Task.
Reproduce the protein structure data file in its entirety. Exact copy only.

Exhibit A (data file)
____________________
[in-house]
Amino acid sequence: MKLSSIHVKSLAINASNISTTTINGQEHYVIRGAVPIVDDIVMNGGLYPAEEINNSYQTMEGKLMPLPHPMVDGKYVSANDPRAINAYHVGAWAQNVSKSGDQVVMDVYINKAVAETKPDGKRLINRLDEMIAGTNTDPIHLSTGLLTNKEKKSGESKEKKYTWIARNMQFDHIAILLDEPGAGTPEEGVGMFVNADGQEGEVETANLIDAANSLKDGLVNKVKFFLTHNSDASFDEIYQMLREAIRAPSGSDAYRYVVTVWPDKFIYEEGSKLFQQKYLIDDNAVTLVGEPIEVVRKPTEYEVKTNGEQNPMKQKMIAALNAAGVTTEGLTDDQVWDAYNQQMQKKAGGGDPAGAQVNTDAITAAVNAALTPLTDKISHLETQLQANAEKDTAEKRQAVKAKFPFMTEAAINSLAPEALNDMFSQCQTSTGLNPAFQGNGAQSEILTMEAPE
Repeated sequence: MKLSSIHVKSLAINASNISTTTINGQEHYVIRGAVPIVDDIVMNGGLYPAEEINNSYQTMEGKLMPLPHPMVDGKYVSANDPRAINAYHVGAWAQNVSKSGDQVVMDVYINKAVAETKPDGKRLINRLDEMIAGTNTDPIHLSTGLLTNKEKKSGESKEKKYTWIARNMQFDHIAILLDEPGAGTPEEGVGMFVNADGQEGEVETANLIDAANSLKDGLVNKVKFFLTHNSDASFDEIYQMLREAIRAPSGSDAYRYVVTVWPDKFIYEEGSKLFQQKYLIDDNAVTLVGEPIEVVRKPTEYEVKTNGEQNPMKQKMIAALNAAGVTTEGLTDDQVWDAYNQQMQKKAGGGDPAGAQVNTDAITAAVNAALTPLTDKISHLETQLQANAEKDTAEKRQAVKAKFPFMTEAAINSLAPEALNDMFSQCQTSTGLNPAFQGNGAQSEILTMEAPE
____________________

[in-house]
Amino acid sequence: MKLSSIHVKSLAINASNISTTTINGQEHYVIRGAVPIVDDIVMNGGLYPAEEINNSYQTMEGKLMPLPHPMVDGKYVSANDPRAINAYHVGAWAQNVSKSGDQVVMDVYINKAVAETKPDGKRLINRLDEMIAGTNTDPIHLSTGLLTNKEKKSGESKEKKYTWIARNMQFDHIAILLDEPGAGTPEEGVGMFVNADGQEGEVETANLIDAANSLKDGLVNKVKFFLTHNSDASFDEIYQMLREAIRAPSGSDAYRYVVTVWPDKFIYEEGSKLFQQKYLIDDNAVTLVGEPIEVVRKPTEYEVKTNGEQNPMKQKMIAALNAAGVTTEGLTDDQVWDAYNQQMQKKAGGGDPAGAQVNTDAITAAVNAALTPLTDKISHLETQLQANAEKDTAEKRQAVKAKFPFMTEAAINSLAPEALNDMFSQCQTSTGLNPAFQGNGAQSEILTMEAPE
Repeated sequence: MKLSSIHVKSLAINASNISTTTINGQEHYVIRGAVPIVDDIVMNGGLYPAEEINNSYQTMEGKLMPLPHPMVDGKYVSANDPRAINAYHVGAWAQNVSKSGDQVVMDVYINKAVAETKPDGKRLINRLDEMIAGTNTDPIHLSTGLLTNKEKKSGESKEKKYTWIARNMQFDHIAILLDEPGAGTPEEGVGMFVNADGQEGEVETANLIDAANSLKDGLVNKVKFFLTHNSDASFDEIYQMLREAIRAPSGSDAYRYVVTVWPDKFIYEEGSKLFQQKYLIDDNAVTLVGEPIEVVRKPTEYEVKTNGEQNPMKQKMIAALNAAGVTTEGLTDDQVWDAYNQQMQKKAGGGDPAGAQVNTDAITAAVNAALTPLTDKISHLETQLQANAEKDTAEKRQAVKAKFPFMTEAAINSLAPEALNDMFSQCQTSTGLNPAFQGNGAQSEILTMEAPE